An old favourite that has returned to form with the 2016 vintage. A lovely, elegantly fruity wine with a touch of liquorice and refreshing acidity. Ideal with grilled breast of duck or a confit leg, but this is a pretty good all-purpose red. Stockists: Blackrock Cellar; 64wine; La Touche; Martins; Clontarf Wines; Baggot Street Wines; Liston’s; Drink Store, Manor Street; Lilac Wines; Sweeneys.

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My Top Ten Red Wines under €20 for 2016

This post came about as a result of a challenge set by a Twitter follower; to name my top five red wines for under €20. I have expanded it out here to ten wines. All have appeared in the Irish Times or on my blog before, and many in Wilson on Wine 2017, but I thought it might be good to see them all together. Doubtless they will change soon. In the meantime I have bought myself six bottles each of the Dâo, Geil Pinot, and Roka for drinking over the next few months.

 

 

DSCF7103Albizu Tempranilllo 2015, VdT de Castilla, Spain

 

I have a weakness for unoaked (or very lightly oaked) Rioja. I love the lively aroma, the pure cherry fruits and the refreshing acidity. Here they come together in an easy-drinking but sophisticated wine, great for sipping alone or for drinking with a variety or red and white meats. This example, made by a Rioja producer, from grapes grown within the region, doesn’t actually have the name Rioja on the label, but it certainly tastes like it. Worth buying in quantity for the season ahead.

 

€11.95-€12.95 from Mitchell & Son; Avoca Rathcoole; Le Caveau, Kilkenny; Baggot St wines; Blackrock Cellar; Corkscrew; Fallon & Byrne; Listons; MacGuinness; Green Man; 64 Wines; World Wide Wines.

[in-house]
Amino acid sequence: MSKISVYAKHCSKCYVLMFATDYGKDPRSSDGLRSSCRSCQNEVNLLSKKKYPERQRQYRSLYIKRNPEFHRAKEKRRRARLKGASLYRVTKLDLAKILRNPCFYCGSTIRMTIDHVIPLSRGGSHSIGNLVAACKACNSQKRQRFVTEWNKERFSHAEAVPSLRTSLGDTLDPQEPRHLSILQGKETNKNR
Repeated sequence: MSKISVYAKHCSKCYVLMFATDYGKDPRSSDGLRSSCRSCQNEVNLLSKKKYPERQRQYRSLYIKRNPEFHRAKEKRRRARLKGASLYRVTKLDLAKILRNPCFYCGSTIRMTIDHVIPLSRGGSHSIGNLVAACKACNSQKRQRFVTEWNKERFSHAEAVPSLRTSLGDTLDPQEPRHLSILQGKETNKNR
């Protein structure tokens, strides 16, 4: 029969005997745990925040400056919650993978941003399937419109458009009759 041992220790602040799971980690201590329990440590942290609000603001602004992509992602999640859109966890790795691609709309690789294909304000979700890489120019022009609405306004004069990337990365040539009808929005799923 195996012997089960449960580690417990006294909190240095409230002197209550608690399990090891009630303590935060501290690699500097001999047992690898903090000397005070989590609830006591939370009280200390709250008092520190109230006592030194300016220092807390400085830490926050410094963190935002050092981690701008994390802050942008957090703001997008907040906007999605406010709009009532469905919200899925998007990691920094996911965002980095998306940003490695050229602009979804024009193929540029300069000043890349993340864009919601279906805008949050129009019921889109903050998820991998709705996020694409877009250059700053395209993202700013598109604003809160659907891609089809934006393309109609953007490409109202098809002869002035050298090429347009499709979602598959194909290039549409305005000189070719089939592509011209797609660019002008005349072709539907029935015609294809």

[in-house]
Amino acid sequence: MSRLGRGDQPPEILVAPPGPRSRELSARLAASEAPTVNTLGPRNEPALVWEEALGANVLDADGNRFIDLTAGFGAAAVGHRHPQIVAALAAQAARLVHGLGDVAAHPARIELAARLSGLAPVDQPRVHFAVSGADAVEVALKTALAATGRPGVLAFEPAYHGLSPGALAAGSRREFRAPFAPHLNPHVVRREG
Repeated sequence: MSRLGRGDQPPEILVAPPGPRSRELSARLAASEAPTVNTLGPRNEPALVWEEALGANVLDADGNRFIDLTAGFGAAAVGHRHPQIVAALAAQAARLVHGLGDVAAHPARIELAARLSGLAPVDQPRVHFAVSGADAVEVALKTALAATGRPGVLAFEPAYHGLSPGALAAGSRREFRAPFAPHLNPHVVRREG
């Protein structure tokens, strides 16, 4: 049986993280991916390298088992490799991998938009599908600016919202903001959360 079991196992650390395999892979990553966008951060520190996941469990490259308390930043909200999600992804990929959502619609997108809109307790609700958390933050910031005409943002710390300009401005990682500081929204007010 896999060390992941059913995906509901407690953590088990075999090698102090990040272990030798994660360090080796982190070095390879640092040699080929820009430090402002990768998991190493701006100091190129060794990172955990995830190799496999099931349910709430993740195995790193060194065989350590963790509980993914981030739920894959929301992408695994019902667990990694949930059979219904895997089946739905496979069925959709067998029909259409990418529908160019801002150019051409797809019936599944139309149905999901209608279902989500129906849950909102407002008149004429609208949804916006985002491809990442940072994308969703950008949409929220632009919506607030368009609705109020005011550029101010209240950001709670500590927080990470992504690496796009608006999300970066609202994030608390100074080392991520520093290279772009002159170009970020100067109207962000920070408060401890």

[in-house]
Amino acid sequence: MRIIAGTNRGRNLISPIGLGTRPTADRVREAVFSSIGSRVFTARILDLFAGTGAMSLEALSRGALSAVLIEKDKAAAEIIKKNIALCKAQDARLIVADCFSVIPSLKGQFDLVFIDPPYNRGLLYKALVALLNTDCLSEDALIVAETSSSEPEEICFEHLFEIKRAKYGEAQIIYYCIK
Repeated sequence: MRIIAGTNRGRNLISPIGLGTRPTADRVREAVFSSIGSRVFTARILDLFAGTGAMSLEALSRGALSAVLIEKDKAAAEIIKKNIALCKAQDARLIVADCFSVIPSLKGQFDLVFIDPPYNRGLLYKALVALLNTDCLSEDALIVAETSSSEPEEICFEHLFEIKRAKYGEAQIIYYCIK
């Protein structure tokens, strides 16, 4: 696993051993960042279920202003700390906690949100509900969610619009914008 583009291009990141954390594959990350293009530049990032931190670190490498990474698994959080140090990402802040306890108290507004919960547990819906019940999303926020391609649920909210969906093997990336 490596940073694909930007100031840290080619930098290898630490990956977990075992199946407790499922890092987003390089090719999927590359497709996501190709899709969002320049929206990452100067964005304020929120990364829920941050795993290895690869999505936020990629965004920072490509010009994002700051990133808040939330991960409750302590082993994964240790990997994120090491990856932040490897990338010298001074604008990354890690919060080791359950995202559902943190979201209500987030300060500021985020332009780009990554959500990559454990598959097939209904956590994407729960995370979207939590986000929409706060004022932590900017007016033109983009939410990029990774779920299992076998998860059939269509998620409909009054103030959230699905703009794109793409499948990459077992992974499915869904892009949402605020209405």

Sa de Baixo 2014Sa de Baixo 2014, Douro, Portugal       

 

This has been one of my go-to wines for a few years now, and I know I am not alone; many of our independent wine shops do a brisk trade with it. The label has changed recently, but the wine is just as good . Succulent ripe red fruits with a smooth tannin-free finish. Light harmonious and very quaffable. A good all-rounder to drink by itself or with white meats – creamy chicken with pasta sounds good.

 

€13.50 from Mortons, Ranelagh; McHughs; Blackrock Cellar; Gibneys, Malahide; Avoca Rathcoole; Wicklow Wine Co.; Jus de Vine, Portmarnock; Baggot St Wines; DrinkStore, D7; Martins, Fairview; Browns Vineyard, Portlaoise; Red Island, Skerries; Probus, Fenian St; Sweeneys, Glasnevin; 64 Wine, Glasthule.

 

 

DSCF6516Borsao Garnacha Seleccíon, Campo de Borja, 2015, Spain

 

The label is fairly dazzling, and so is the wine. The Campo de Borja region produces large quantities of big ripe warming red wines, usually made from Garnacha. This is a warm hug of a wine. 14.5% alcohol, it is big, rounded and ripe with soft spicy strawberry fruits and a very decent supple finish. Fantastic value for money. Perfect for barbecues and other red meats.

 

 

€13.95 from Bradleys, Cork; 64 Wine, Glasthule; Next Door, Arklow; Searsons.com & Searsons Monkstown; Drinkstore, D7.

 

 

DSCF7060Acón Joven 2014, Ribera del Duero, Spain